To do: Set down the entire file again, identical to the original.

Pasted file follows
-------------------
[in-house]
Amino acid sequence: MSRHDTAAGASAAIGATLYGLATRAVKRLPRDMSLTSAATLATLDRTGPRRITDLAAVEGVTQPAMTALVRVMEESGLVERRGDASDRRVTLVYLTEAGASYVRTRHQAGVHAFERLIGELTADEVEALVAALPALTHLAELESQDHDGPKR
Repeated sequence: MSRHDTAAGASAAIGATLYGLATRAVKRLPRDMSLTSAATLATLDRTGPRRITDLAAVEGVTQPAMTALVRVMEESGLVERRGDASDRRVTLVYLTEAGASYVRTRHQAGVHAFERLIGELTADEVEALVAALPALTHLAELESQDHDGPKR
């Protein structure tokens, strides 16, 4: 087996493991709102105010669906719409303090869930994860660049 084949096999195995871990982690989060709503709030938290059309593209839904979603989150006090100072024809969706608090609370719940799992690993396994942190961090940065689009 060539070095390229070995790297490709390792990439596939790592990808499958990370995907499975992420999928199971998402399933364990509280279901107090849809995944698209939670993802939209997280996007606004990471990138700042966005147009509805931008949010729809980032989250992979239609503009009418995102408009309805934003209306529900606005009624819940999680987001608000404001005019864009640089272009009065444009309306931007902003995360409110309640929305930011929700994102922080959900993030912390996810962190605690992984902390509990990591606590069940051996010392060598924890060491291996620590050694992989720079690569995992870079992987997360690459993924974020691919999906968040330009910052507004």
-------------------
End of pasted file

[in-house]
Amino acid sequence: MSRHDTAAGASAAIGATLYGLATRAVKRLPRDMSLTSAATLATLDRTGPRRITDLAAVEGVTQPAMTALVRVMEESGLVERRGDASDRRVTLVYLTEAGASYVRTRHQAGVHAFERLIGELTADEVEALVAALPALTHLAELESQDHDGPKR
Repeated sequence: MSRHDTAAGASAAIGATLYGLATRAVKRLPRDMSLTSAATLATLDRTGPRRITDLAAVEGVTQPAMTALVRVMEESGLVERRGDASDRRVTLVYLTEAGASYVRTRHQAGVHAFERLIGELTADEVEALVAALPALTHLAELESQDHDGPKR
């Protein structure tokens, strides 16, 4: 087996493991709102105010669906719409303090869930994860660049 084949096999195995871990982690989060709503709030938290059309593209839904979603989150006090100072024809969706608090609370719940799992690993396994942190961090940065689009 060539070095390229070995790297490709390792990439596939790592990808499958990370995907499975992420999928199971998402399933364990509280279901107090849809995944698209939670993802939209997280996007606004990471990138700042966005147009509805931008949010729809980032989250992979239609503009009418995102408009309805934003209306529900606005009624819940999680987001608000404001005019864009640089272009009065444009309306931007902003995360409110309640929305930011929700994102922080959900993030912390996810962190605690992984902390509990990591606590069940051996010392060598924890060491291996620590050694992989720079690569995992870079992987997360690459993924974020691919999906968040330009910052507004």